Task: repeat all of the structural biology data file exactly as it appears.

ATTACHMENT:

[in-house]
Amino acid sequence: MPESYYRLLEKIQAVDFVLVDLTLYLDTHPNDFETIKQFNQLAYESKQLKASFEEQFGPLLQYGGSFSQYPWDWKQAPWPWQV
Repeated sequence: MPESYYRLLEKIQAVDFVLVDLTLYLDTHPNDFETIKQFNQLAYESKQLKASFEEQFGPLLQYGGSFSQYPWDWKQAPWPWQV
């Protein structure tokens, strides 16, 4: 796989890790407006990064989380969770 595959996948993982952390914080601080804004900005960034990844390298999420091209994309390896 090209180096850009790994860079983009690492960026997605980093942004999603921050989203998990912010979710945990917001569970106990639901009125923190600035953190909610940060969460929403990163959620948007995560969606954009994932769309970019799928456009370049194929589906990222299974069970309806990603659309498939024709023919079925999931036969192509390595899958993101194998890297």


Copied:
[in-house]
Amino acid sequence: MPESYYRLLEKIQAVDFVLVDLTLYLDTHPNDFETIKQFNQLAYESKQLKASFEEQFGPLLQYGGSFSQYPWDWKQAPWPWQV
Repeated sequence: MPESYYRLLEKIQAVDFVLVDLTLYLDTHPNDFETIKQFNQLAYESKQLKASFEEQFGPLLQYGGSFSQYPWDWKQAPWPWQV
């Protein structure tokens, strides 16, 4: 796989890790407006990064989380969770 595959996948993982952390914080601080804004900005960034990844390298999420091209994309390896 090209180096850009790994860079983009690492960026997605980093942004999603921050989203998990912010979710945990917001569970106990639901009125923190600035953190909610940060969460929403990163959620948007995560969606954009994932769309970019799928456009370049194929589906990222299974069970309806990603659309498939024709023919079925999931036969192509390595899958993101194998890297």